From the ever entertaining and brilliant meme huffer blog, here are some thoughts to take you into the weekend:
On why fearing the future is futile:
“I can’t understand why people are frightened of new ideas. I’m frightened of the old ones.” – John Cage
In my early days as a planner, I remember reading an article by Steve Henry (then of HHCL, now at TBWA London), where he gave his opinion on strategy and effective communication.
The words that stuck with me were “what is = what was” and this simple statement has deeply affected the way that I think about brands and communications.
If we want to cut through the 3000+ messages that the average consumer is exposed to every day, we need to stand out. We need to be different. Merely adhering to the tried and (research) tested category cues won’t work.
By definition, new ideas are scary. No one has done them before, so you don’t have a convenient case study. Qual research is unlikely to help, as people tend to be uncomfortable about the unfamiliar.
But this is no excuse.
Be brave, be bold and find a way to help your clients be likewise.
…which, of course, is the tricky part:
“No amount of sophistication is going to allay the fact that all your knowledge is about the past and all your decisions are about the future.” – Ian E. Wilson
On Messaging – the final word (one can hope):
“To define is to kill; to suggest is to create” – Stéphane Mallarmé
On Innovation and the naysayers:
“The vast majority of human beings dislike and even actually dread all notions with which they are not familiar… Hence it comes about that at their first appearance innovators have generally been persecuted, and always derided as fools and madmen.” -Aldous Huxley
One of my favourite hobby-horses, this.
When the consumer research comes back against your brilliant, ground-breakingly original idea, remind the client that Heineken ‘refreshes the parts’ failed research.
As did the Dyson vacuum.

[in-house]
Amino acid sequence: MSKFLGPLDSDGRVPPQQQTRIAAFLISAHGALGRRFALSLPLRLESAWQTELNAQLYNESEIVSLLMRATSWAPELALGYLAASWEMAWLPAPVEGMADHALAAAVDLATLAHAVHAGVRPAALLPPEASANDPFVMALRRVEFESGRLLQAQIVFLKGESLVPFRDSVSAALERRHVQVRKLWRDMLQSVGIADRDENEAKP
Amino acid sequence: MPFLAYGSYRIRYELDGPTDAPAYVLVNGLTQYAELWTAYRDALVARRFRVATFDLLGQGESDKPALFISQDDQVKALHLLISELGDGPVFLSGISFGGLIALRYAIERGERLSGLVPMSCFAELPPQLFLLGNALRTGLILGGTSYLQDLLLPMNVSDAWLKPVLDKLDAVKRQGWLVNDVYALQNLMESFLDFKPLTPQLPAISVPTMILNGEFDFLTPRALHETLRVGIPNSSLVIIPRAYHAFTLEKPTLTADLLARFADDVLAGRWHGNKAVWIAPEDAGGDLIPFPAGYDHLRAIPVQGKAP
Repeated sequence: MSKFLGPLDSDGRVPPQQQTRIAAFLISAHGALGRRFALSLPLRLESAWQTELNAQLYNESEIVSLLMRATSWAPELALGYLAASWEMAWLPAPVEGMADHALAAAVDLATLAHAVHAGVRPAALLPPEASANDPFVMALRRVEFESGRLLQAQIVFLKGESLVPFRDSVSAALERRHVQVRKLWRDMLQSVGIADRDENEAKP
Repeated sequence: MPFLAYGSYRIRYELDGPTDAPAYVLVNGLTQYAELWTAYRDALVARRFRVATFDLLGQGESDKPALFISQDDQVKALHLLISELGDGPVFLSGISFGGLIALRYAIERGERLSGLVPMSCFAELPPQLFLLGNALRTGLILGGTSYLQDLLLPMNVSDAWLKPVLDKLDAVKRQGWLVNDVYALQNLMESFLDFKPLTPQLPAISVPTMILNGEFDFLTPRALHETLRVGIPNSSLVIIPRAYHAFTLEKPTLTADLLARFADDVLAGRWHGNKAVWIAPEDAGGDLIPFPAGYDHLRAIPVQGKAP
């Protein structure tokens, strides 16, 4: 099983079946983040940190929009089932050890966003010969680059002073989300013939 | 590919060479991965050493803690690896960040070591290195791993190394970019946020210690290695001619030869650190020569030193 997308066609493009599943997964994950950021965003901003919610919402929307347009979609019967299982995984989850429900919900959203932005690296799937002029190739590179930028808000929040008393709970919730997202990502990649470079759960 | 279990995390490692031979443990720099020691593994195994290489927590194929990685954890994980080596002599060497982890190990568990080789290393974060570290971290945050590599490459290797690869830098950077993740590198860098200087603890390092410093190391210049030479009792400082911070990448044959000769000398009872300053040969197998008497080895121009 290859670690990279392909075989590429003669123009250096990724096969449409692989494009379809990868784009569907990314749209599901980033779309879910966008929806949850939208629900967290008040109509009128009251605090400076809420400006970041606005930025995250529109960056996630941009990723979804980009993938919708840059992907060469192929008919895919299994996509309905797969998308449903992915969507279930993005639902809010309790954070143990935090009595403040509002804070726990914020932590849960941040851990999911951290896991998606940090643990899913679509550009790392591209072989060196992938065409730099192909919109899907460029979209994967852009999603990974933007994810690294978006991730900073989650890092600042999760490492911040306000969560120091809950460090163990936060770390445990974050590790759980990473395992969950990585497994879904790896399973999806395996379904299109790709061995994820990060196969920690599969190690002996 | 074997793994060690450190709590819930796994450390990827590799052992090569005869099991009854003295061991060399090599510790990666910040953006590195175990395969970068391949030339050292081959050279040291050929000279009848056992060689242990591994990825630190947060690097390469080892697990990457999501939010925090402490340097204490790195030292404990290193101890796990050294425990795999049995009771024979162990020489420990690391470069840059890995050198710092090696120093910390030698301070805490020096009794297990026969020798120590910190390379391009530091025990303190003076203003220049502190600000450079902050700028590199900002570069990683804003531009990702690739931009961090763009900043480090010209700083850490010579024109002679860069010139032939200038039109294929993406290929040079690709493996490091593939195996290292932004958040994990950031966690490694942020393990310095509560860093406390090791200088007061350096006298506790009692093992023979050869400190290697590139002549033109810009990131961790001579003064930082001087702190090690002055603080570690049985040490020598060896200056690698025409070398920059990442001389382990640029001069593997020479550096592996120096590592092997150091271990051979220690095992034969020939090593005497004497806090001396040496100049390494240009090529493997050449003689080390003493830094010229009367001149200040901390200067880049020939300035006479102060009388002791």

And the Aeron chair.
And the computer mouse.
And the Sony Walkman.
And the cash machine.
And Guinness ‘Surfer’.
And Stella Artois ‘Jacques de Florette’
On Insight, context, and the human factor:
If you wish to persuade me, you must think my thoughts, feel my feelings, and speak my words” -Cicero
Pretty fundamental, this one.
Get to know your customers, not just as demographic segments but as real people. Use your research budget to gain insight into their lives. Find out what makes them tick. Discover their fears, dreams and aspirations.
“Thanks for this. As discussed please can you reference the message hierarchy from the revised brief on the ‘Revised brief (abridged)’ chart and then explicitly spell out the roll [sic] for each media in terms of that hierarchy.
“I think that the key to the success of the plan is to ensure that we have executional alignment in terms of the creative messaging.
please can you make sure that the role of each media is explicitly referenced on the fusion brief in the same way. Thanks.”
(Unknown – from an email)
On Creative Problem Solving:
“The best possible solutions come only from a combination of a rational analysis based on the nature of things, and imaginative reintegration of all the different items into a new pattern, using non-linear brain power.” -Kenichi Ohmae, ‘The Mind of the Strategist’
On How Marketing is regarded by just about everyone outside this industry:
“Marketing is the art of associating products with ideas to bamboozle consumers. For example, a commercial in which a supermodel drinks piss from a thimble will lead ugly viewers to follow suit – which is good news for you because you’ve got a warehouse of thimbles and an endless supply of piss, and bad news for anyone who hoped the smoking ban might leave the nation’s pubs smelling fresher. People in marketing often talk about the “personality” of a given product. A biscuit might be “reassuring and sensual”; a brand of shoe may exhibit “anarchic yet inquisitive” tendencies. Marketers have built their worldview on such thinking, despite it being precisely the sort of babble a madman might come up with following years alone in an isolated cottage, during which time he falls in love with a fork and decides the lightbulbs are conspiring against him. Sadly, the analogy ends here, for while madmen are rewarded with straitjackets and medication, marketers receive six-figure salaries and round-the-clock sexual favours from people 200 times prettier than the prettiest person you’ve ever seen, even fleetingly, even from afar or in a magazine”.
(Courtesy of The Guardian)
On following your vision… and not everyone’s else’s lack of vision:
“If I had asked my customers what they wanted they would have said a faster horse.” -Henry Ford
Good stuff. Have a great weekend, everyone. And be sure to add jason lonsdale’s blog to your blogroll. As you can tell, it’s always a great read.